The morning had arrived. The PennyWagon was packed. The goodbye hugs were given. The motor was purring. The road was bumpy.
Jacqui nor I had any butterflies in our stomachs. We were driving the ever familiar Stone Island dirt road like any other day. Our inner-selves were apprehensively ready to be excited for the new road ahead, but our logical selves had to battle the feeling that we were cursed to never drive south of Mazatlan.
As we finally hit the open highway minutes passed without issue. Those minutes gradually slipped to hours and changes were happening from within and around us. Our stomachs were feeling just a little airy with the excitement that this was reality. The air was growing thick and hot. The surrounding scenery was exploding in rich, lush greenery.
One last visit to Mazatlan and departing Stone Island.
On the road again, heading south of Mazatlan.
We were headed for Lo De Marcos. With all the thanks and hugs we'd given to people that helped us, there were two more we still had to see...the Love's.
John and Val Love were extremely hands on in assisting us with the Dolphin last year. This year they made sure to stay a full 200 miles away from Stone Island, but that wasn't enough to escape the boomerang-kids. The five hour drive that the PennyWagon casually completed in eight, rolled us into town late afternoon. More excitement, hugs and catching up over cervesas were on the menu.
That night we parked in front of the Love's trailer and slept at ease. Jacqui and I had officially driven the farthest south we ever had in our lives. From here on out this will be an ongoing theme.
It turns out that two other previous Stone Islander's were also in Lo De Marcos. Bob and Donna. On top of that, purely by coincidence, John, Deb, Helene and Barrie had already been planning on visiting Lo De Marcos that very weekend. If I had to name this event, it'd probably be the Tres Amigos RV Park Reunion Field Trip.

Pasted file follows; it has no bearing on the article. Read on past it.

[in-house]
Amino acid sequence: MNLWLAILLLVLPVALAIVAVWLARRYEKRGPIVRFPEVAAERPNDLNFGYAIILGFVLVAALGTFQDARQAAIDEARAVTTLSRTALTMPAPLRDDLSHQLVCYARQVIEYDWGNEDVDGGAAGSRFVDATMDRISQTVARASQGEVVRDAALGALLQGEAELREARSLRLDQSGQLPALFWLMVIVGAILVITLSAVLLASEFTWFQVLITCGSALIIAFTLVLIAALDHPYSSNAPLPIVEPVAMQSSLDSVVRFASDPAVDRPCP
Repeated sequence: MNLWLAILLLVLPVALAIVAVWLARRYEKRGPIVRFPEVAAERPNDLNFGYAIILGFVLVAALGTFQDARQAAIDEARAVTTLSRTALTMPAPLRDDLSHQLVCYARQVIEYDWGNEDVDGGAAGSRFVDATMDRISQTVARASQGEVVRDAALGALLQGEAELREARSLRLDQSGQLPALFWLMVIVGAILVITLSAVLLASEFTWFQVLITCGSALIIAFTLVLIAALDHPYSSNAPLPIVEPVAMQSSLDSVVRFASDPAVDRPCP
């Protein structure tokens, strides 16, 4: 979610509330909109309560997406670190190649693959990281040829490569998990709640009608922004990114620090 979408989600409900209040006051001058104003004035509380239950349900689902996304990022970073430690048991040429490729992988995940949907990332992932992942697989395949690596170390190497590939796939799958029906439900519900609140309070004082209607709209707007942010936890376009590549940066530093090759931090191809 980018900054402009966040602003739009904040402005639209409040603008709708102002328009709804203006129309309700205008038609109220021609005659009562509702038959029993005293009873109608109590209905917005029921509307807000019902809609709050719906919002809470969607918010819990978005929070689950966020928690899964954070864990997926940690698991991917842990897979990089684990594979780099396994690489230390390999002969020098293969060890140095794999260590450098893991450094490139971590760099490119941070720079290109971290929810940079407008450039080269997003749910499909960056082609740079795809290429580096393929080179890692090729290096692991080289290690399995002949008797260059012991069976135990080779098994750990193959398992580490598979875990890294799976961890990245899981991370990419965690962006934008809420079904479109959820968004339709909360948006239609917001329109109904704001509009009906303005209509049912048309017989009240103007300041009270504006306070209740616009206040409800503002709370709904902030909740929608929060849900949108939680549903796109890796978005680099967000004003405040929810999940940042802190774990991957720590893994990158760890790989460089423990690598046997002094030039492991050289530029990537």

Arriving in Lo de Marcos and meeting up with many Tres Amigos friends.
Waking the following morning, Jacqui and I still had plenty of time before everyone was going to convene, so some exploring was in order. We set our eyes on the nearby towns of San Pancho and Sayulita.
San Pancho had narrow cobblestone streets lined with colorfull buildings and Surf Shops. Even with a natural dislike of all things too gringo-y, it was a beautiful little town with character. Sayulita was beautiful as well, but a downright zoo. I think I'd mostly recommend Sayulita to the 18+ year old student on spring break. Regardless, we soaked some sun, walked the beach, met a parrot and bought a whole cooked chicken. Life was good.
The other San Francisco, also known as the surf town San Pancho.
Exploring a smidge of Sayulita
Before we knew it, we were back in Lo De Marcos having happy hour with the whole crew, then heading downtown for the weekly taco night. That evening, we gave yet another set of goodbye hugs. First thing in the morning the boomerang-kids were finally going to be traveling solo.
As we departed in the morning, we pointed the PennyWagon south. We'd heard the town of Bucerias was windy and wanted to do a pinch of exploring in Puerto Vallarta. We figured if the scenery was good, and the wind was strong, we could probably spend a week there.